Tired of cryptic bugs in the build system? Of ever having to run "make clean"? Tired of manually specifying dependencies and introducing ad-hoc dependency scanners? Then buildsome is for you!
Buildsome is an innovative build system, meant to both ease the declaration of the build steps, and give better guarantees to users.
As long as the build steps being used depend only on inputs from the file system, buildsome guarantees that the build is correct and determinstic.
The dependencies/inputs are automatically detected.
With buildsome, you're free to specify your inputs partially (such specification can aid a more efficient build process). You do not have to specify your file system inputs explicitly though, as they're automatically detected using file system access hooks.
No false negatives
Automatic detection of dependencies does not only add convenience, it also guarantees correctness. Correctness means no "false negative" builds. "False negative" means that when inputs change, the build system does not always recognize this properly, and avoids rebuilding parts that require it. Such false negatives plague virtually every build system in existence.
As an example: Virtually all build systems use gcc -M to detect #include dependencies. If gcc was invoked with -Ia -Ib, and example.h was included and found in b/example.h, most build systems will only know to rebuild if b/example.h is changed. If a/example.h is introduced, however, the compilation process will have a different result, and buildsome will detect this and re-execute the compilation command, unlike other build systems.
Another correctness issue solved by buildsome is meddling with the file system during a build process. Unlike other build systems, buildsome detects this and will not record false build results in detectable cases. The only undetectable cases are third-party meddling with outputs of a command while it is being built. Editing a source file immediately after it was fed to a compiler will not accidentally mark the compilation as "newer" than that source file.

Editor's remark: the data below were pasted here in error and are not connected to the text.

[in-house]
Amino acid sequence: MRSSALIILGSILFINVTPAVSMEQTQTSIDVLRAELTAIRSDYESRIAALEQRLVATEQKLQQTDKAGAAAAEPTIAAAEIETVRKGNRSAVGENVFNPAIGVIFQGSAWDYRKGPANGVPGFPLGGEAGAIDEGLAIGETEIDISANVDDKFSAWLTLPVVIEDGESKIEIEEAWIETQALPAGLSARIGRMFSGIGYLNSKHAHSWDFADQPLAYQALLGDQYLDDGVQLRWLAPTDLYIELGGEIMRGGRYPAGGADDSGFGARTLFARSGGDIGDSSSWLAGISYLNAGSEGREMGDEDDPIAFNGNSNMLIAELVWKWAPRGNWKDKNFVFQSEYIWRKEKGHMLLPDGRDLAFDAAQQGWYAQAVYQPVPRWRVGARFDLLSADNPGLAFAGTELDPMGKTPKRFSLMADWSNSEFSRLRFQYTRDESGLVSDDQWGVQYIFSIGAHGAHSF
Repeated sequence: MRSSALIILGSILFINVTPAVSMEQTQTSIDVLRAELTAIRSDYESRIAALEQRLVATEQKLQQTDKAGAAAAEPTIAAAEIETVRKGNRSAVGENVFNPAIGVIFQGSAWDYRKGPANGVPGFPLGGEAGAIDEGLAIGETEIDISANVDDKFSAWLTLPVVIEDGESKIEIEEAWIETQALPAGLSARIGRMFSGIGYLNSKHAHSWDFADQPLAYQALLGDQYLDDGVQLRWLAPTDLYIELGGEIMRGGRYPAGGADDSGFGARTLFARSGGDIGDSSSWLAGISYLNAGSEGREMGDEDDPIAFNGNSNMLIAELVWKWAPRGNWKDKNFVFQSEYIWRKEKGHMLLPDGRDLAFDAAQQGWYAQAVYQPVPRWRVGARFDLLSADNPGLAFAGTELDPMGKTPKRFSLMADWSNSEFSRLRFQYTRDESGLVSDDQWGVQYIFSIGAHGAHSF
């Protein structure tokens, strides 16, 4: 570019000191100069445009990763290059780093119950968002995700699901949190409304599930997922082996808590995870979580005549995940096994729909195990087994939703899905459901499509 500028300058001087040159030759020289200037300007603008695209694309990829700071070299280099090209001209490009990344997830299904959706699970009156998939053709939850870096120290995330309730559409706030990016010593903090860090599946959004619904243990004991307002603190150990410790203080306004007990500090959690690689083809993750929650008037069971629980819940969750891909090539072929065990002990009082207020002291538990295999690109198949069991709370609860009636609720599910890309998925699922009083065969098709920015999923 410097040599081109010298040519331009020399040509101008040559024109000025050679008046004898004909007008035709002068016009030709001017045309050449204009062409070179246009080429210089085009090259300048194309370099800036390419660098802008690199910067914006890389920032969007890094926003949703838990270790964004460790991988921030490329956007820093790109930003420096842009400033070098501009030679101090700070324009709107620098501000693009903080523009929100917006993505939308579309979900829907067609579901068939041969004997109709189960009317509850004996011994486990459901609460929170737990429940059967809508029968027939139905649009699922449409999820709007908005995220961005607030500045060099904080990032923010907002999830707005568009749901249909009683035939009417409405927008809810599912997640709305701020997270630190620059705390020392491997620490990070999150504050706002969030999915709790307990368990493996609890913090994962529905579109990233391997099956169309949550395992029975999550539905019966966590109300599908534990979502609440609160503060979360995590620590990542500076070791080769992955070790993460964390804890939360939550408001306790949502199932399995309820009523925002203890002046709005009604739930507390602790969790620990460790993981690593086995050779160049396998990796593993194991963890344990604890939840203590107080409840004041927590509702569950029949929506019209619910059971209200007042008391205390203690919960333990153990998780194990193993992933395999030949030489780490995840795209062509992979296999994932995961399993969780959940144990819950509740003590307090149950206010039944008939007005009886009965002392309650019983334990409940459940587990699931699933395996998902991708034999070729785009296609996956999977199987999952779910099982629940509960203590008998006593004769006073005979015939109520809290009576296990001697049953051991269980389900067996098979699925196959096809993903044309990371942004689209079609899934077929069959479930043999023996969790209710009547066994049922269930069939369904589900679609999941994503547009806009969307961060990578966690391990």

No lost warnings
Virtually all build systems do not capture stdout/stderr of executed commands. When a command succeeds (e.g: a compiler invocation), its stdout and stderr are displayed once and then forgotten. All future builds will never present the warnings from the compiler, which are thus lost until a "clean" command is issued. Buildsome captures these outputs and re-prints them when an execution is cached. This avoids the most common reason "-Werror" is used: as warnings are no longer lost.
Automatic detection of file system dependencies and parallelism are somewhat contradictory. To overcome this, buildsome uses speculative parallelism based on previous detected inputs. These are likely to be the inputs of the new executions as well, so are speculatively built.
The global file system hooks can facilitate a generalized "ccache", that works correctly with more than just a C compiler. It is planned to support caching of all build results, rather than just the last one. Switching between debug and release builds should not require rebuilding everything, if such versions were built in the past. Additionally, "global" caching should be available: On a company LAN with many builders, it is often more efficient to pull build results from the network than to rebuild them locally.
Targets should be more like functions that can be parameterized. File names will have an auto-generated hash component in them to represent the parameters used. This will allow, for example, painlessly building the same libraries in various different configurations to link into different executables without duplicating the libraries' declarations.
Better speculative parallelism
When speculative parallelism is detected as unnecessary, buildsome will terminate the speculations.
Use "cabal install" to build and install build some.